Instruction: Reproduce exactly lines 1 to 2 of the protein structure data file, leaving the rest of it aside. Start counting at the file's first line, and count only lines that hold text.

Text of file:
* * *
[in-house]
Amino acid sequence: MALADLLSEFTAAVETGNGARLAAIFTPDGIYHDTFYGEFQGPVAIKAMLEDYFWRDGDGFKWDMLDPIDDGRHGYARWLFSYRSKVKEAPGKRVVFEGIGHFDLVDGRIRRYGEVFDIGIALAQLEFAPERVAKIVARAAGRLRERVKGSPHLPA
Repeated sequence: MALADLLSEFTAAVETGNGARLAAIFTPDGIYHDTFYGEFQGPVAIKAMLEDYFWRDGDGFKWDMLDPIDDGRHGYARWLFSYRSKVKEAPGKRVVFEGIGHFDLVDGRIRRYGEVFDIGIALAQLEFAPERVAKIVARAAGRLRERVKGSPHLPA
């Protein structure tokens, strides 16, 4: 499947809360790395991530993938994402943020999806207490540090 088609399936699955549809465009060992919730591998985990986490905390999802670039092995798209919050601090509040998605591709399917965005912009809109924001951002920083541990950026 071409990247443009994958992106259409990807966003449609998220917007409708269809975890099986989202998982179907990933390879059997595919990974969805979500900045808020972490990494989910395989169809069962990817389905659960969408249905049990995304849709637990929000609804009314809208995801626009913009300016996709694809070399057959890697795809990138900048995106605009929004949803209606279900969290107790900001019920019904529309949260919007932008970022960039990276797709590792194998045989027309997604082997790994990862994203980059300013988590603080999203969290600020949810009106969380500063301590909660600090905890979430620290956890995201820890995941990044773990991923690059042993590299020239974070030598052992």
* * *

[in-house]
Amino acid sequence: MALADLLSEFTAAVETGNGARLAAIFTPDGIYHDTFYGEFQGPVAIKAMLEDYFWRDGDGFKWDMLDPIDDGRHGYARWLFSYRSKVKEAPGKRVVFEGIGHFDLVDGRIRRYGEVFDIGIALAQLEFAPERVAKIVARAAGRLRERVKGSPHLPA